Tuesday, March 25, 2014

Faith and the Founders of the American Republic

The editing team of Daniel Dreisbach and Mark David Hall are at it again.  Dreisbach and Hall have now edited several books related to the religious beliefs of the founding fathers.  (My personal favorite so far is The Forgotten Founders on Religion and Public Life).  Their latest is Faith and the Founders of the American Republic (Oxford University Press).  Here is a description of the text, followed by a table of contents:

The role of religion in the founding of America has long been a hotly debated question. Some historians have regarded the views of a few famous founders, such as Benjamin Franklin, Thomas Jefferson, James Madison, and Thomas Paine, as evidence that the founders were deists who advocated the strict separation of church and state. Popular Christian polemicists, on the other hand, have attempted to show that virtually all of the founders were pious Christians in favor of public support for religion.

As the essays in this volume demonstrate, a diverse array of religious traditions informed the political culture of the American founding. Faith and the Founders of the American Republic includes studies both of minority faiths, such as Islam and Judaism, and of major traditions like Calvinism. It also includes nuanced analysis of specific founders-Quaker John Dickinson, prominent Baptists Isaac Backus and John Leland, and Theistic Rationalist Gouverneur Morris, among others-with attention to their personal histories, faiths, constitutional philosophies, and views on the relationship between religion and the state.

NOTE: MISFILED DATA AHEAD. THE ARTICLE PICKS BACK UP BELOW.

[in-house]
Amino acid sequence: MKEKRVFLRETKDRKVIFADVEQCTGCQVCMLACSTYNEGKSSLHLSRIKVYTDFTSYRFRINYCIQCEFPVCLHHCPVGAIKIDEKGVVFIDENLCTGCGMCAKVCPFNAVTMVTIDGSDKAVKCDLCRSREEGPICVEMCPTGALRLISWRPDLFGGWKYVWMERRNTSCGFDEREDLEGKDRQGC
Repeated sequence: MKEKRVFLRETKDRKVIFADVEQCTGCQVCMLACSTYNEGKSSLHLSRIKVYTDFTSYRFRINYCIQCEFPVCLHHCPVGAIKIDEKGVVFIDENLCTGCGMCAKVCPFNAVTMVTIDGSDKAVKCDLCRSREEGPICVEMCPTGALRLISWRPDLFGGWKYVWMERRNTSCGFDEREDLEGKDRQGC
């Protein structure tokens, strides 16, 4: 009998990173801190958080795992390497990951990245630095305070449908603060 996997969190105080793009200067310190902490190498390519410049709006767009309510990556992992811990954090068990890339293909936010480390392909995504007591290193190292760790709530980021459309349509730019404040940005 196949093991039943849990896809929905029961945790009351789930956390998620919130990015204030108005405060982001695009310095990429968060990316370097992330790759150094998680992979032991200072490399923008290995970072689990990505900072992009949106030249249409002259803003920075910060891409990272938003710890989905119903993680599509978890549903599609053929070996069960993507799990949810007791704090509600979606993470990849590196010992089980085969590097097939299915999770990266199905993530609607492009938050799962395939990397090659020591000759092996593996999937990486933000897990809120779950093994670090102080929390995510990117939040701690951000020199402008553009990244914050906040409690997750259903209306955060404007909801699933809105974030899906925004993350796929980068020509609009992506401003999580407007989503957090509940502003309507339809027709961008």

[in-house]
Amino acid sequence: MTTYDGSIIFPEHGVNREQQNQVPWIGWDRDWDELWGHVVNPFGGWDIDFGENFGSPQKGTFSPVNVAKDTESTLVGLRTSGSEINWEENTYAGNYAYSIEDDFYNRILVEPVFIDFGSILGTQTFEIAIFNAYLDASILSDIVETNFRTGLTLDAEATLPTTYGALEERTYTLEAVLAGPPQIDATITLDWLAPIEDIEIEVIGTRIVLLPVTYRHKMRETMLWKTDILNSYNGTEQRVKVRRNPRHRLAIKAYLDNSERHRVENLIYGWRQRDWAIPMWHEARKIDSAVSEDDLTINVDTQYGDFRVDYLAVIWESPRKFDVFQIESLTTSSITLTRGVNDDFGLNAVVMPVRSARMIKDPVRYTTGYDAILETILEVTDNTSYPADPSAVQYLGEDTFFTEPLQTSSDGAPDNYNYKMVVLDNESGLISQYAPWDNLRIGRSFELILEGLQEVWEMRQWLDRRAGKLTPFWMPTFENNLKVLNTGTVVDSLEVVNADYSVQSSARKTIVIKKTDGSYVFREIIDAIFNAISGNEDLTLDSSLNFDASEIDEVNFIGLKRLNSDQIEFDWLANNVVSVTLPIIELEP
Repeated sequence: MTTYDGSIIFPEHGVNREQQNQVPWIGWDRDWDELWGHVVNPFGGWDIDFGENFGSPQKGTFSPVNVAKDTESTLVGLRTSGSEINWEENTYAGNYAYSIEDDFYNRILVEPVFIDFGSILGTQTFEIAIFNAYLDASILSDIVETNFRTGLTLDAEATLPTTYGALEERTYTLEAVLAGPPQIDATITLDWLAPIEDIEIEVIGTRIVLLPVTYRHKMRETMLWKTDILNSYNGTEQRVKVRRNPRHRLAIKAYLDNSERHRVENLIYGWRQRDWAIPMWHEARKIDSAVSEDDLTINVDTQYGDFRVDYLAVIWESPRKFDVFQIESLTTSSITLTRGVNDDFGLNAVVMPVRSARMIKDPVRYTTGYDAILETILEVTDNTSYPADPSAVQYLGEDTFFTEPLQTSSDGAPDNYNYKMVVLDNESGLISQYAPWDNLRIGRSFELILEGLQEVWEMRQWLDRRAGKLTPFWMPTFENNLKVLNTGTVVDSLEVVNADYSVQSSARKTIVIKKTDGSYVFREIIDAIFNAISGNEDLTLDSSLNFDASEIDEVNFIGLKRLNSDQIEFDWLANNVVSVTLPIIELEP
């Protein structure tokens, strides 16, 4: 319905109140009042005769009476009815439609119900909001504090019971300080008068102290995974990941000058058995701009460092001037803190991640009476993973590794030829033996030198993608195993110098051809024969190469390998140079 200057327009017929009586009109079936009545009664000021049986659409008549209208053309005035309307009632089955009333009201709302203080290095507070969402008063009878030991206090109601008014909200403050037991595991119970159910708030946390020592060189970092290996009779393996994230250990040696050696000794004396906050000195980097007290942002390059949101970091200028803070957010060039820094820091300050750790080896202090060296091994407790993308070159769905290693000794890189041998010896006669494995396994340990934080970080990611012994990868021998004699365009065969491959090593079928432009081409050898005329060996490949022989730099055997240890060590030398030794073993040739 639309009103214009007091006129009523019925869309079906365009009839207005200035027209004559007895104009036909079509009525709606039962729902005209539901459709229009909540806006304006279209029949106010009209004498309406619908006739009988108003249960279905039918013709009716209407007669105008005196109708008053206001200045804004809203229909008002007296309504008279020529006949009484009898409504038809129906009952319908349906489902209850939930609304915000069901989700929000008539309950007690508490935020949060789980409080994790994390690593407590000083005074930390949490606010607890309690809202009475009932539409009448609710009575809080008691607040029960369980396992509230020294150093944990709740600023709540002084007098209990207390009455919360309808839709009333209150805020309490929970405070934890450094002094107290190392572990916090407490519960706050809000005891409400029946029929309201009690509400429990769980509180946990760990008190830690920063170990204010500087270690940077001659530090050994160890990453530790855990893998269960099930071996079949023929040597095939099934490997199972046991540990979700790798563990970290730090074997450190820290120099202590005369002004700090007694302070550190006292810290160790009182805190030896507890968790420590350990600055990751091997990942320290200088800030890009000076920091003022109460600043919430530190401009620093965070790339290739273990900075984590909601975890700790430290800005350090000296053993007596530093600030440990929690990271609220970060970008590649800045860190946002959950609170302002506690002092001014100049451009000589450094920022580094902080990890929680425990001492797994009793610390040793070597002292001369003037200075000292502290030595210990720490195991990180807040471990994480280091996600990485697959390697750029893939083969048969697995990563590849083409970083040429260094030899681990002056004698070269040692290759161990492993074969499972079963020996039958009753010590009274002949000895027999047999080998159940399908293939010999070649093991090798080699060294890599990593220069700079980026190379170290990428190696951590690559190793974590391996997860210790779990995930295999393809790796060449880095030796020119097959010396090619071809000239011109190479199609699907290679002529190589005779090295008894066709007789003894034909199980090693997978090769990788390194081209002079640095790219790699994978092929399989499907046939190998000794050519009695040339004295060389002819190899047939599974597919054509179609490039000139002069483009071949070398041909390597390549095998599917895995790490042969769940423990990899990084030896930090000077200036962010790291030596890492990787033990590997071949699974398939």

This volume will be a crucial resource for anyone interested in the place of faith in the founding of the American constitutional republic, from political, religious, historical, and legal perspectives.

Table of contents:
PART I:  Religion and Political Culture in the American Founding
1. “Deism and the Founders,” by Darren Staloff
2. “Vindiciae Contra Tyrannos: The Influence of the Reformed Tradition in the American Founding,” by Mark David Hall
3. “Jews, Judaism, and the American Founding,” by David G. Dalin
4. “The Founders and Islam,” by Thomas S. Kidd
 5. “Religion and the Loyalists,” by Robert M. Calhoon and Ruma Chopra
 6. “The Antifederalists and Religion,” by Donald L. Drakeman
 7. “The Bible in the Political Culture of the American Founding,” by Daniel L. Dreisbach
 8. “Religion, Race, and the Founders,” by Jonathan D. Sassi
PART II:  Faith and the Founders
9. “Gouverneur Morris and Theistic Rationalism in the Founding Era,” by Gregg Frazer
10. “John Hancock: Congregationalist Revolutionary,” bGary Scott Smith
11. “Elias Boudinot, Presbyterians, and the Quest for a ‘Righteous Republic,’” by Jonathan Den Hartog
12. “The Quaker Contributions of John Dickinson to the Creation of the American Republic,” by Jane E. Calvert
13. “Isaac Backus and John Leland: Baptist Contributions to Religious Liberty in the Founding Era,” by Joe L. Coker